Stream Restoration Projects

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Stream restoration not only creates healthy trout populations, but has many other benefits as well. (Photo courtesy of TUDARE)


TUDARE to help restore streams in 

Crawford County, organization works toward making 

Driftless Area a showcase of what restoration can be

By Ted Pennekamp


An organization named Trout Unlimited Driftless Area Restoration Effort (TUDARE) has several projects scheduled for 2017 and subsequent seasons including some in Crawford and Vernon County streams, says TUDARE representative John “Duke” Welter.

Each year, for the past 12 years, TUDARE has helped volunteers and agencies plan and fund projects across the Driftless Area. This year, there were about 30 projects scheduled but TUDARE got to about 20 of them because of the spate of flooding incidents. In its 12 years, TUDARE helped with more than 200 projects, raised more than $40 million, and worked to help obtain about 425 miles of new public access across the region, said Welter.

“We have been talking with landowners and agencies and are doing groundwork for some good projects,” said Welter. “If all goes well, we’d like to get projects underway on Citron Creek and Tainter Creek next year.”

“There’s a lot of interest in projects. Each one has to be developed separately with a localized partnership, each seeking funding,” Welter said. “Even though a lot of it comes from bigger pots of money TUDARE has secured from agencies like the Natural Resources Conservation Service of the USDA. Funding for some projects has been applied for with NRCS and other sources, and will be decided upon in the next couple of months. In the meantime, our partners are also working on designs and permits.” 

Welter said that TUDARE, headquartered in Westby, Wis., helps to increase access points and to restore stream banks for the benefit of trout populations, wildlife, trout anglers, and landowners.

“It helps the farmers not to have streams migrating all over the place,” he said. “It’s good for agriculture and to help stop erosion of stream banks. It’s also good for the safety of cattle and other livestock who are at risk of collapsing steep, eroded banks. Stream bank restoration makes for narrower, deeper streams and keeps the banks in place.”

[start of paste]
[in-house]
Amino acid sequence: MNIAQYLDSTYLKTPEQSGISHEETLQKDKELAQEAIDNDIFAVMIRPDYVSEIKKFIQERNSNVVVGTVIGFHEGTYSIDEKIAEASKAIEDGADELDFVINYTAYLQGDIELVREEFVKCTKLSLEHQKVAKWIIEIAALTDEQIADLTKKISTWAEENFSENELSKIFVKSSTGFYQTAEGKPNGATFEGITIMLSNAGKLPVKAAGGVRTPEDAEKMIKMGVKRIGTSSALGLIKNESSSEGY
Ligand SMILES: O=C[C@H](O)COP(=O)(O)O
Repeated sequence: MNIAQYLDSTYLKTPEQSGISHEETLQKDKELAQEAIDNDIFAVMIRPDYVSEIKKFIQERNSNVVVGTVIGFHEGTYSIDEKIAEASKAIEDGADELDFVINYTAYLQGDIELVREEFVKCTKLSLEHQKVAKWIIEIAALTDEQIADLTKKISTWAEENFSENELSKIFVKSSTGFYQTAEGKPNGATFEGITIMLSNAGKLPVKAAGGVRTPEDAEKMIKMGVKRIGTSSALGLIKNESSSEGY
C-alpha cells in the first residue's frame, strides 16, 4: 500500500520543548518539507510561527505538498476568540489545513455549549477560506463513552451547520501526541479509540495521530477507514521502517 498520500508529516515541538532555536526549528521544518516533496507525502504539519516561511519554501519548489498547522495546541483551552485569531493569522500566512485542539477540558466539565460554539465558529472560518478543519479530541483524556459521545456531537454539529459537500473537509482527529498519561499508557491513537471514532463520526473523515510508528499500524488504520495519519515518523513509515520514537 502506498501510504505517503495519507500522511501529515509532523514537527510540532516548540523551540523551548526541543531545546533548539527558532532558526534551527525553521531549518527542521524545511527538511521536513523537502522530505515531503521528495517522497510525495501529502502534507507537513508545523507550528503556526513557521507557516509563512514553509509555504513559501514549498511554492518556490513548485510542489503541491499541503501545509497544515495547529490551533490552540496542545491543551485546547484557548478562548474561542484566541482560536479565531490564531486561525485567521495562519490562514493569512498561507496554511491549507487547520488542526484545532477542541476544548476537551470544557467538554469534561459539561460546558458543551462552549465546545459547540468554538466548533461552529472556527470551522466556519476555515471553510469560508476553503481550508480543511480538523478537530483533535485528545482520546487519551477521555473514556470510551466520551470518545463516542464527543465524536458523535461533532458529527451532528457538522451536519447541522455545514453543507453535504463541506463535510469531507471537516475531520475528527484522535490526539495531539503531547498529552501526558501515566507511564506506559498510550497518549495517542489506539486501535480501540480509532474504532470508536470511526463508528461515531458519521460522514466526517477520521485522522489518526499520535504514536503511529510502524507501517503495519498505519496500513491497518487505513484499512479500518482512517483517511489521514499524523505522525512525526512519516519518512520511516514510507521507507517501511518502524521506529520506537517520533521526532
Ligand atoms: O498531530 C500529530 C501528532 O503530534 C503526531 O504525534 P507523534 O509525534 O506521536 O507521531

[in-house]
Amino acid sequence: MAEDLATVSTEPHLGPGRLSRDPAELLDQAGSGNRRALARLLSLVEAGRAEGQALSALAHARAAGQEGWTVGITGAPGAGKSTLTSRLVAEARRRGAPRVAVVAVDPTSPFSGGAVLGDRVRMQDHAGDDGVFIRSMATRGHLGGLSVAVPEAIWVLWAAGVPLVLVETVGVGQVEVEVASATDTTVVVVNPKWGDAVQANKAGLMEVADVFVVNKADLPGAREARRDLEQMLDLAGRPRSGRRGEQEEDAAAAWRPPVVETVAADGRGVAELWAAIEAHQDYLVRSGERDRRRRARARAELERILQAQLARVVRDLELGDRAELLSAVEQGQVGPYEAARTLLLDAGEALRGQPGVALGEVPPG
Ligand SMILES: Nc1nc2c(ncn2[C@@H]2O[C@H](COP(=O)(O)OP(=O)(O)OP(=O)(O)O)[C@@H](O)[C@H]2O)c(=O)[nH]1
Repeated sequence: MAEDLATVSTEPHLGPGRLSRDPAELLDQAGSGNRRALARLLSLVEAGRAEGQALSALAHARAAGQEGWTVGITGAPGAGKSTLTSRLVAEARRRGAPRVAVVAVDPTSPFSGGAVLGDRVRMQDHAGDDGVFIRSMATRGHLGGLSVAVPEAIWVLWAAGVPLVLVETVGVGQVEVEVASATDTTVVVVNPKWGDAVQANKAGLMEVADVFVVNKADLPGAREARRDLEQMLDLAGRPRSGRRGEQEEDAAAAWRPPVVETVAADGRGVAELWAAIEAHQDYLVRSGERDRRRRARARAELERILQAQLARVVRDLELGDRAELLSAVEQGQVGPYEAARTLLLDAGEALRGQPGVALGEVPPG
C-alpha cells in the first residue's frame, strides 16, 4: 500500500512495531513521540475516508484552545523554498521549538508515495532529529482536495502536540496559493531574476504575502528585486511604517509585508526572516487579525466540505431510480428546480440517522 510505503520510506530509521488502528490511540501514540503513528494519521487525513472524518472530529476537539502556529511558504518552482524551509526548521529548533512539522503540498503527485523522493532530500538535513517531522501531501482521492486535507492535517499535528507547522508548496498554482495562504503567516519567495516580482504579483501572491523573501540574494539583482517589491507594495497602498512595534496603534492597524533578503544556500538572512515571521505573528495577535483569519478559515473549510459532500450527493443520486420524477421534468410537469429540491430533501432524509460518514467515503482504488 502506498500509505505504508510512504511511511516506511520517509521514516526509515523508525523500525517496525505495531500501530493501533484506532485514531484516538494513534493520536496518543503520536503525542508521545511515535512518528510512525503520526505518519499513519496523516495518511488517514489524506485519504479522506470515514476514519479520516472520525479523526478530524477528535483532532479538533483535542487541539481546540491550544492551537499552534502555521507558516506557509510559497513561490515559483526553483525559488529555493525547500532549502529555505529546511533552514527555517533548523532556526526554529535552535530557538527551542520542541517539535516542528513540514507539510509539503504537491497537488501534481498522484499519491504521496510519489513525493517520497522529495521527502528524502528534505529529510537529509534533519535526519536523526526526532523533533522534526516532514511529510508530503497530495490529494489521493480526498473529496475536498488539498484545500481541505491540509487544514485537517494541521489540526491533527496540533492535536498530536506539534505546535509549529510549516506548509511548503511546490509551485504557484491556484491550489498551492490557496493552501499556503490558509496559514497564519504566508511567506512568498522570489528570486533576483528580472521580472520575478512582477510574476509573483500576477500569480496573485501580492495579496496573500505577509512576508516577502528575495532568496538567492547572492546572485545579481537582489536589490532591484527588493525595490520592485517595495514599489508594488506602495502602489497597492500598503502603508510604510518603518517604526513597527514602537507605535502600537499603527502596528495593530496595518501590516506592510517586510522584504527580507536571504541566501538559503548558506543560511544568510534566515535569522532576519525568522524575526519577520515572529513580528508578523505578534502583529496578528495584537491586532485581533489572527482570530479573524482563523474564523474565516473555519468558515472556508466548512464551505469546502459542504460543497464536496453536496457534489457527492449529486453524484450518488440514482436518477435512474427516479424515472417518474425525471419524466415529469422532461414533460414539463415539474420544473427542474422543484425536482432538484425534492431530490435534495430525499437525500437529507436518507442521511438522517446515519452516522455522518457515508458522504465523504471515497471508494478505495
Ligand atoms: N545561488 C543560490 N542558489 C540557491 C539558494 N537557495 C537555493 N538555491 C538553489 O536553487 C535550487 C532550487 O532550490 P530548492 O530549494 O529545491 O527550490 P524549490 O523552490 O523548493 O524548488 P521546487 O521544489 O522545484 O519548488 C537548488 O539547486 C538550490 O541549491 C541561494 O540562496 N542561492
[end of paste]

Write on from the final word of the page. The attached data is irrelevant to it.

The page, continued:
One method TUDARE employs is to have 60-foot-wide grass strips for hay as buffers next to streams. “Where streams are restored, there’s no washing out and the banks hold well,” said Welter. “The landowners really like it.” Welter said that TUDARE also clears trees that have fallen into streams.

Restored streams improve water quality and improve not only trout habitat and help promote naturally reproducing, self sustaining trout populations, they help to heal the uplands and improve habitat for other wildlife as well, said Welter.

“Restored streams benefit crops such as corn and beans and also benefit species such as frogs, snakes, turtles, shore birds, minnows and many others,” Welter said. “We like to benefit as many species as we can.”

Welter noted that TUDARE works with agencies such as the Wisconsin DNR, the U.S. Fish and Wildlife Service and NRCS, along with local organizations such as rod and gun clubs.

“Area schools also get a kind of lab before and after a project,” he said. “Students become our next stewards.”

In the past, lunker structures which make undercut banks where trout can hide, were popular in restoration efforts. There are probably 10,000 lunker structures in the Driftless Area, said Welter. Now, however, lunker structures aren’t constructed much anymore. Welter said that other types of structures using native materials and log weirs have been used much more. “We’re trying different techniques,” he said. “We employ what works best in that stream.”

Tours each year of restoration efforts show how well each restoration has held up. The vast majority have held up quite well, said Welter, who noted that it’s a continual learning experience.

Welter said that TUDARE holds workshops each spring for organizations and volunteers involving project planning and grant writing.

Along with farming and habitat benefits, Welter pointed out that stream restoration has helped to create jobs and has a positive economic impact because recreational angling brings in about $1.1 billion to the Driftless Area.

Welter said that TUDARE has acquired $5.3 million and will be working with the NRCS, the DNR and sportsmen’s groups to do restoration work on 10 tributaries of the Kickapoo River within the next three years. 

For all of its work, TUDARE was recently informed that the organization will be inducted during a ceremony in 2017 into the Fresh Water Fishing Hall of Fame headquartered in Hayward, Wis.

“We’re really tickled to join that group,” said Welter. “We’re proud and humbled. We are working towards having the Driftless Area become a showcase for the whole country of what restoration can be.”

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